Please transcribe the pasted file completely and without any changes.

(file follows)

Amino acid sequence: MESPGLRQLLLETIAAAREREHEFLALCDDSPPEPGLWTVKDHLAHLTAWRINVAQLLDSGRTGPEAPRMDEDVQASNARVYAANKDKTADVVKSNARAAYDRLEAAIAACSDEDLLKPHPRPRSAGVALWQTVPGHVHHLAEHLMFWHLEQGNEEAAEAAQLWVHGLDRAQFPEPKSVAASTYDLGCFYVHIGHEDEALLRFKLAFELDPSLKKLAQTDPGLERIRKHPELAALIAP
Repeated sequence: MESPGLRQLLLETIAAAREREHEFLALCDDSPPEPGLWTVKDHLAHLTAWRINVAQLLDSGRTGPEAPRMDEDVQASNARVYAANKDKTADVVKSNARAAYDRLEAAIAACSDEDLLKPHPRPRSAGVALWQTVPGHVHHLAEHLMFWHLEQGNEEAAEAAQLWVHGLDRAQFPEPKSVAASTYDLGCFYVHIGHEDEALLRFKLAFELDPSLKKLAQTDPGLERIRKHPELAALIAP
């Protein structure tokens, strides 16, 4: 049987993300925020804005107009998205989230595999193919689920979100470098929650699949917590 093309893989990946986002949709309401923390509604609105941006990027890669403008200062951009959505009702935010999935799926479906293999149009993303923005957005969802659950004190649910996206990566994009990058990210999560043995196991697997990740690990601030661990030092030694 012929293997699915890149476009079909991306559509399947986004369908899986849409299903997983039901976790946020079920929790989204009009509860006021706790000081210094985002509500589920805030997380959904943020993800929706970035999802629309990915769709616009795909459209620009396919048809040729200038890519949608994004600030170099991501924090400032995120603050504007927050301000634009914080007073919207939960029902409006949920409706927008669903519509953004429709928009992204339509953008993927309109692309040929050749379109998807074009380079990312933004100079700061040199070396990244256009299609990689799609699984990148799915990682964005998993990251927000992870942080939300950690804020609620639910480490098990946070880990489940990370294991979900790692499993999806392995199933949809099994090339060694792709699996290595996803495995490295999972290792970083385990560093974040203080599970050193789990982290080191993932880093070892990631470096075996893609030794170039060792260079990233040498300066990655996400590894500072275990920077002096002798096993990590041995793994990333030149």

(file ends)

Amino acid sequence: MESPGLRQLLLETIAAAREREHEFLALCDDSPPEPGLWTVKDHLAHLTAWRINVAQLLDSGRTGPEAPRMDEDVQASNARVYAANKDKTADVVKSNARAAYDRLEAAIAACSDEDLLKPHPRPRSAGVALWQTVPGHVHHLAEHLMFWHLEQGNEEAAEAAQLWVHGLDRAQFPEPKSVAASTYDLGCFYVHIGHEDEALLRFKLAFELDPSLKKLAQTDPGLERIRKHPELAALIAP
Repeated sequence: MESPGLRQLLLETIAAAREREHEFLALCDDSPPEPGLWTVKDHLAHLTAWRINVAQLLDSGRTGPEAPRMDEDVQASNARVYAANKDKTADVVKSNARAAYDRLEAAIAACSDEDLLKPHPRPRSAGVALWQTVPGHVHHLAEHLMFWHLEQGNEEAAEAAQLWVHGLDRAQFPEPKSVAASTYDLGCFYVHIGHEDEALLRFKLAFELDPSLKKLAQTDPGLERIRKHPELAALIAP
């Protein structure tokens, strides 16, 4: 049987993300925020804005107009998205989230595999193919689920979100470098929650699949917590 093309893989990946986002949709309401923390509604609105941006990027890669403008200062951009959505009702935010999935799926479906293999149009993303923005957005969802659950004190649910996206990566994009990058990210999560043995196991697997990740690990601030661990030092030694 012929293997699915890149476009079909991306559509399947986004369908899986849409299903997983039901976790946020079920929790989204009009509860006021706790000081210094985002509500589920805030997380959904943020993800929706970035999802629309990915769709616009795909459209620009396919048809040729200038890519949608994004600030170099991501924090400032995120603050504007927050301000634009914080007073919207939960029902409006949920409706927008669903519509953004429709928009992204339509953008993927309109692309040929050749379109998807074009380079990312933004100079700061040199070396990244256009299609990689799609699984990148799915990682964005998993990251927000992870942080939300950690804020609620639910480490098990946070880990489940990370294991979900790692499993999806392995199933949809099994090339060694792709699996290595996803495995490295999972290792970083385990560093974040203080599970050193789990982290080191993932880093070892990631470096075996893609030794170039060792260079990233040498300066990655996400590894500072275990920077002096002798096993990590041995793994990333030149």